in Diagnosing history
Melodramatic and moral readings of gay conversion therapy in A Place to Call Home
Alley-Young Gordon R.

James’s experience and the efficacy of representing it within a historical/period drama that critics have labelled a soap opera or melodrama. Understanding James’s storyline, and those he represents, requires understanding how post-war Australian society was defined by one’s place in the white heteronormative family. The white heteronormative family in post-war Australia Post-war Australian society was built

in Diagnosing history
From Le Raïd to Jeunesse dorée
Carrie Tarr

and comedies, including Le Raïd (Bensalah, 2002) and Origine contrôlée (Ahmed and Zakia Bouchaala, 2001), then period dramas exemplified by 17 rue Bleue (Chenouga, 2001) and Inch ’ Allah dimanche (Benguigui, 2001), and, finally, reworkings of the banlieue film in Wesh wesh , qu ’ est-ce qui se passe? (Ameur-Zaïmèche, 2002), La Matîresse en maillot de bain (Boukhitine, 2002) and Jeunesse dorée (Ghorab-Volta, 2002). 2

in Reframing difference
Harlots and televising the realities of eighteenth-century English prostitution
Brig Kristin and Clark Emily J.

As a period drama, the Hulu show Harlots (2017–), about the culture and society of eighteenth-century English prostitution, never set out to portray the history of medicine in Georgian London. 1 It has no physicians, apothecaries, or surgeons. There are no prescriptions, medical texts, or hospitals. Nonetheless, medicine and the body are embedded and constantly analysed within the framework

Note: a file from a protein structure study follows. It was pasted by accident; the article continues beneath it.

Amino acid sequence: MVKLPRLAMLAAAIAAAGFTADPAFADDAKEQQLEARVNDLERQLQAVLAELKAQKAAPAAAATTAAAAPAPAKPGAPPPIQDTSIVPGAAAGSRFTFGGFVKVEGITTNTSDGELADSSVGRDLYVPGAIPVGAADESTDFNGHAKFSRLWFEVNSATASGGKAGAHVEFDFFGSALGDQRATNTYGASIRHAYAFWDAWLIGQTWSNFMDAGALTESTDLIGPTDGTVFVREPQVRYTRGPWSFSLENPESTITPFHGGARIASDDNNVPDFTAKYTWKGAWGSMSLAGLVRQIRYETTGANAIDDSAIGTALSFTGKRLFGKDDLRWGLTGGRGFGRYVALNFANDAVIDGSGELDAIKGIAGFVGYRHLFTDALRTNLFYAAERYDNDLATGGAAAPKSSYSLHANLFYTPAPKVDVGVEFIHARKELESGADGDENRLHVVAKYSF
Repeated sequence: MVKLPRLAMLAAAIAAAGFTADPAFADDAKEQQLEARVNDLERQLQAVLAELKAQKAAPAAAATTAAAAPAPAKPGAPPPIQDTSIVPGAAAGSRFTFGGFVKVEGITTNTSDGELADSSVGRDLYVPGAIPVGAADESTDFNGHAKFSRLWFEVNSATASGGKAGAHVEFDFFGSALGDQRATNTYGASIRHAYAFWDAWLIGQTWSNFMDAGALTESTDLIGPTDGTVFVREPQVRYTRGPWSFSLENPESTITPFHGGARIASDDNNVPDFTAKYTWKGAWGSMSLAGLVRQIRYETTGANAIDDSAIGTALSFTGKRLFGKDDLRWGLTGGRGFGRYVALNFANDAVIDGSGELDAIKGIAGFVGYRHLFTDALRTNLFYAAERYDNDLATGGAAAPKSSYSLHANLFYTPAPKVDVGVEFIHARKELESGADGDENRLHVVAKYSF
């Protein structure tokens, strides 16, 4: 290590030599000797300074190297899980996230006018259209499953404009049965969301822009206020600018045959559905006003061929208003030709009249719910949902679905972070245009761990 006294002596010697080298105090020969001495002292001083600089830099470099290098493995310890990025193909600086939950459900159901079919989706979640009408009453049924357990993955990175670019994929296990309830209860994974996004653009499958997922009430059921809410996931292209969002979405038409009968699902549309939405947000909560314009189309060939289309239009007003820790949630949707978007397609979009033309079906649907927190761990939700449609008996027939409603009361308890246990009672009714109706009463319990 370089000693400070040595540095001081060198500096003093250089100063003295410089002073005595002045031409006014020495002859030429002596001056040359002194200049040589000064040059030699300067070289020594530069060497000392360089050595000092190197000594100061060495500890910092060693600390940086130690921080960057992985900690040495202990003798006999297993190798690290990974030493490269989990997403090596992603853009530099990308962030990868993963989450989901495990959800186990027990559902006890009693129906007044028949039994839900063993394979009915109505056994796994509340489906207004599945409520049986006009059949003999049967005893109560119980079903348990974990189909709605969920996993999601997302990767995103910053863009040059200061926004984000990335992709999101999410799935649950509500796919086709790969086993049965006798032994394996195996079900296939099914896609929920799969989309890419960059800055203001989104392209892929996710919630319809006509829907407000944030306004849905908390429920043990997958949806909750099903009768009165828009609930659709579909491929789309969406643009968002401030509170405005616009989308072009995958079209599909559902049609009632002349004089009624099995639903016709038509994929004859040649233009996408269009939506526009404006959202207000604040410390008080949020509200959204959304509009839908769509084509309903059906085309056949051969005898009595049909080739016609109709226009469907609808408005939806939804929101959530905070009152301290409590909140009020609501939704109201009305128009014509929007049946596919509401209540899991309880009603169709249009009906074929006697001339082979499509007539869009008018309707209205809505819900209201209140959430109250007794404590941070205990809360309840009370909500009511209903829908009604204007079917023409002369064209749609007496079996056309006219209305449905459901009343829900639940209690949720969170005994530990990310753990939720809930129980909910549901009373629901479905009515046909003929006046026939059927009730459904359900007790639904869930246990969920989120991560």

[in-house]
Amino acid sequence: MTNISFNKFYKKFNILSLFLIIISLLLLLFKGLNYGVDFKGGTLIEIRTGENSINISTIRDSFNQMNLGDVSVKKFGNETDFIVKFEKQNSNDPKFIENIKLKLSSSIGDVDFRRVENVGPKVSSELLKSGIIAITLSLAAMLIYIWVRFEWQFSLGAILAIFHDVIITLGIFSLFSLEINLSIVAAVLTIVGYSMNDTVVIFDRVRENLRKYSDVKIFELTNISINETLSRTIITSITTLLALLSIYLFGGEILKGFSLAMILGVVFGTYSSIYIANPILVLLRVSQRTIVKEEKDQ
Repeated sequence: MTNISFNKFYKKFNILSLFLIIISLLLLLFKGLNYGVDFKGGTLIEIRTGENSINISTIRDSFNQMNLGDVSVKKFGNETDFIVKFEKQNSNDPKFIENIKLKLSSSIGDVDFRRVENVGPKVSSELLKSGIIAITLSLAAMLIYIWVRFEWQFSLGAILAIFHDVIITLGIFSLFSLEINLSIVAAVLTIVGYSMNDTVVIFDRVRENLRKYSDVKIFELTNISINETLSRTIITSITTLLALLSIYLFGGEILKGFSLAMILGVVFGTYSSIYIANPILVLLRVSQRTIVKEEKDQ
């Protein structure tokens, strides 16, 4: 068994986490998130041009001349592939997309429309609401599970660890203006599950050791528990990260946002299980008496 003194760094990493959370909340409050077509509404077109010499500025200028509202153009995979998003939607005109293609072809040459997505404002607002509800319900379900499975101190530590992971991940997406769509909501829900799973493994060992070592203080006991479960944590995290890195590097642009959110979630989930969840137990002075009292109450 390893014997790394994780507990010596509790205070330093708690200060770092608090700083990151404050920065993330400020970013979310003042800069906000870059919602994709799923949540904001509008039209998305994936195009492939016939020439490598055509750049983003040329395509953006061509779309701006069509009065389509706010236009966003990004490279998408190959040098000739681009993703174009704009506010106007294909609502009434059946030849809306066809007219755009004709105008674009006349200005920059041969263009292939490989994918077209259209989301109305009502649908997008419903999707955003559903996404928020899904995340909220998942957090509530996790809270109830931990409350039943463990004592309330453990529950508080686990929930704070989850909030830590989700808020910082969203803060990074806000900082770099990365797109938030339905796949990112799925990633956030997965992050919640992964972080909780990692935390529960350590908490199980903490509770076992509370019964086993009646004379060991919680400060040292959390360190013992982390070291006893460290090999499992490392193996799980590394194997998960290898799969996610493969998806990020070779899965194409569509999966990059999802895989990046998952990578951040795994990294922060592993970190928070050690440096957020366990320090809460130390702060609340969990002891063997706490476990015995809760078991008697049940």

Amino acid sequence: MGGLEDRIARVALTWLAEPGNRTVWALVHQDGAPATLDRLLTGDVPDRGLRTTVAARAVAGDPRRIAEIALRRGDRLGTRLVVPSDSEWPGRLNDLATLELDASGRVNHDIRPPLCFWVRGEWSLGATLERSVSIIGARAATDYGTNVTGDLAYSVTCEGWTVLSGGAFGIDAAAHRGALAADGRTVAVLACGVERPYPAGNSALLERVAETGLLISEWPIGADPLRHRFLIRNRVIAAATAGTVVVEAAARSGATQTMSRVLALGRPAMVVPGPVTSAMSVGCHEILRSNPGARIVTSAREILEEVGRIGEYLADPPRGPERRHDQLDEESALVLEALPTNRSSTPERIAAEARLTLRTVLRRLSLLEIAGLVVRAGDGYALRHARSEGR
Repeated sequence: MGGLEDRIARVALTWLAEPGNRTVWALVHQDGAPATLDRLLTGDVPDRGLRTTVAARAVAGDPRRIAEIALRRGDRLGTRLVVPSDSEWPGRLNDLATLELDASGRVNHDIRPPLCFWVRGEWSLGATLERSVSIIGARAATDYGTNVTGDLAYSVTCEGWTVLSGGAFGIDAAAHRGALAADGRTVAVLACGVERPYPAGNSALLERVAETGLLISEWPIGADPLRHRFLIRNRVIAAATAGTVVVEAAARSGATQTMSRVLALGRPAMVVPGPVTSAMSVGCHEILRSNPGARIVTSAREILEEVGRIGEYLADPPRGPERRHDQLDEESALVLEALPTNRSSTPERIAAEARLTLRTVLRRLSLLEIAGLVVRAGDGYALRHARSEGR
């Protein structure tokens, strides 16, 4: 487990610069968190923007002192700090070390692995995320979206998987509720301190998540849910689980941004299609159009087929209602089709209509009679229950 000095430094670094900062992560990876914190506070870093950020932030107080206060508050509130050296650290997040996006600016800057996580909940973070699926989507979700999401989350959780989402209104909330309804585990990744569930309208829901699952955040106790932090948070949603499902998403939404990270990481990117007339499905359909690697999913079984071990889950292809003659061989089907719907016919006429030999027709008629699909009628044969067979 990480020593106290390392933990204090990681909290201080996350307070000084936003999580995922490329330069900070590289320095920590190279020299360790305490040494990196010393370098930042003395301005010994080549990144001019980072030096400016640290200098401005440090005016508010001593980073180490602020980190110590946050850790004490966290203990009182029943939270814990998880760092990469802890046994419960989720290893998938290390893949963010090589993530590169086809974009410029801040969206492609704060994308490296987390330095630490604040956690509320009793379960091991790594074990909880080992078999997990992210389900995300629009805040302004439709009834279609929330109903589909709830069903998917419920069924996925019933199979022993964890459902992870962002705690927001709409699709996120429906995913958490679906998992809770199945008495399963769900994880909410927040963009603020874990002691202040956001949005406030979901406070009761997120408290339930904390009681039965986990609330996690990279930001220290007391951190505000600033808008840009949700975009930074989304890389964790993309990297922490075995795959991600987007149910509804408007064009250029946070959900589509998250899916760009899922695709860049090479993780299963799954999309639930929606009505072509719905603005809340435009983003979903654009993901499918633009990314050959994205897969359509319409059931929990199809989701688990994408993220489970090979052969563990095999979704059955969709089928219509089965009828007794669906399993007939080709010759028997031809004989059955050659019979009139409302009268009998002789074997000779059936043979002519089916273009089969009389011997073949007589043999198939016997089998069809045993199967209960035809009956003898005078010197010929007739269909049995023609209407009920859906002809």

in Diagnosing history
Abstract only
Barry Jordan and Rikki Morgan-Tamosunas

. Chapter 1 seeks to explore the obsession of Spanish cinema with the past and its role as part of a wider recuperation industry, and examines the varied forms of historical cinema ranging from literary adaptation and period drama to retro thriller and musical. What we argue is that during the transition period (1976-82), Spanish cinema was seriously concerned with recuperating a historical past and a popular

in Contemporary Spanish cinema
African American physicians in television period dramas
Kevin McQueeney

(Spigel, 1996). While many critics are wary of the historical accuracy of television or movies, historical dramas have proliferated in recent years and are significant sources for learning about American history ( Rosenzweig and Thelen, 1998 : 98). In the past decade, growing numbers of period dramas have focused on African Americans, with many focused on slavery, as seen in shows like Underground (2016) and the remake of

in Diagnosing history
Trish Winter and Simon Keegan-Phipps

associated with them, and that they sometimes also work to disturb. It is these dominant constructions of England that we will outline here. 6.1 Historical legacies One of the most powerful constructs of England associated with the folk arts is that of England as rural idyll. In 2008 the BBC broadcast the first series of Lark Rise to Candleford, a Sunday-night period drama adaptation of Flora Thompson’s three novels set in the rural Oxfordshire of the late nineteenth century. The BBC’s adaptation of Flora Thompson’s Lark Rise To Candleford delighted millions of Sunday

in Performing Englishness